When incorporating video into an online course, the following process should be used.
1. If a copyright-compliant streaming video can be found on a public site, such as YouTube, Vimeo, or in a streaming video database to which Connelly Library provides access, it should be accessed from that location. Canvas provides several tools to interface directly with YouTube or the streaming video services with which La Salle University has a partnership, such as NBC. Additionally, Films On Demand, AlexanderStreet are available through Canvas. Use of these services is preferable, as no additional consideration needs to be made regarding copyright clearance for the material. The Media and Digital Services Librarian is available to help faculty find appropriate videos in the Library’s video databases and evaluate the copyright status of free videos found online.
2. If an acceptable video cannot be found on a public site or Library database, it may be available for purchase or license in a streaming version. Connelly Library’s Head of Acquisitions can assist faculty in determining whether a streaming version is available. The Library can order streaming videos for faculty but cannot provide funding for these purchases. An appropriate budget line, and approval of the Director or Chair of the program in which the course is offered, must be provided before the order is placed. Note: Students can be referred to streaming sites to rent films for a minimal cost.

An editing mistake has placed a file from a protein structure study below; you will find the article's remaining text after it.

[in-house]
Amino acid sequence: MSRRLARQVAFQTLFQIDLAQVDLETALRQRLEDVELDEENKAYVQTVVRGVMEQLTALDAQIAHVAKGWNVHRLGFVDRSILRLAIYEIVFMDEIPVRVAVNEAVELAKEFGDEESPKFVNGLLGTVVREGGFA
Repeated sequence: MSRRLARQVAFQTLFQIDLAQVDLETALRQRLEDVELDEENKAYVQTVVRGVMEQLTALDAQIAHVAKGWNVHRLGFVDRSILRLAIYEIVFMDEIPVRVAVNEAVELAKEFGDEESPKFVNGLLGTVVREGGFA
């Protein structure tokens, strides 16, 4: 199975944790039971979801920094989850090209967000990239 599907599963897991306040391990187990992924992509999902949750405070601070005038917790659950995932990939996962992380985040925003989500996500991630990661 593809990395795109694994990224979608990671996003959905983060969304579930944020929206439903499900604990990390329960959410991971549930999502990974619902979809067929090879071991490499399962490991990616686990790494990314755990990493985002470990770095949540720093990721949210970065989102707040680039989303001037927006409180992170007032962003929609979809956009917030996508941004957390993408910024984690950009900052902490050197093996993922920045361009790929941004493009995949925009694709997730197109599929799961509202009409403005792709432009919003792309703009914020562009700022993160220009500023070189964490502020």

3. If you cannot find suitable video content using options 1 or 2, you may use commercial video content as long as the following policies are followed.
a. The video content must be legally acquired and the video must be converted from the original DVD. Legally acquired content refers to a DVD that has been purchased from the copyright holder, or borrowed, so long as the actual commercial DVD is used in the conversion to a digital format such as MPEG4.
b. The content must be removed from the DVD without circumventing encryption technologies. It is illegal to circumvent DVD content encryption, even for academic purposes.
c. The video content used must be tied to an instructional objective in the course, and must be a reasonable portion of the entire work.
Always upload video through the media button so that the file size is counted against your course content capacity.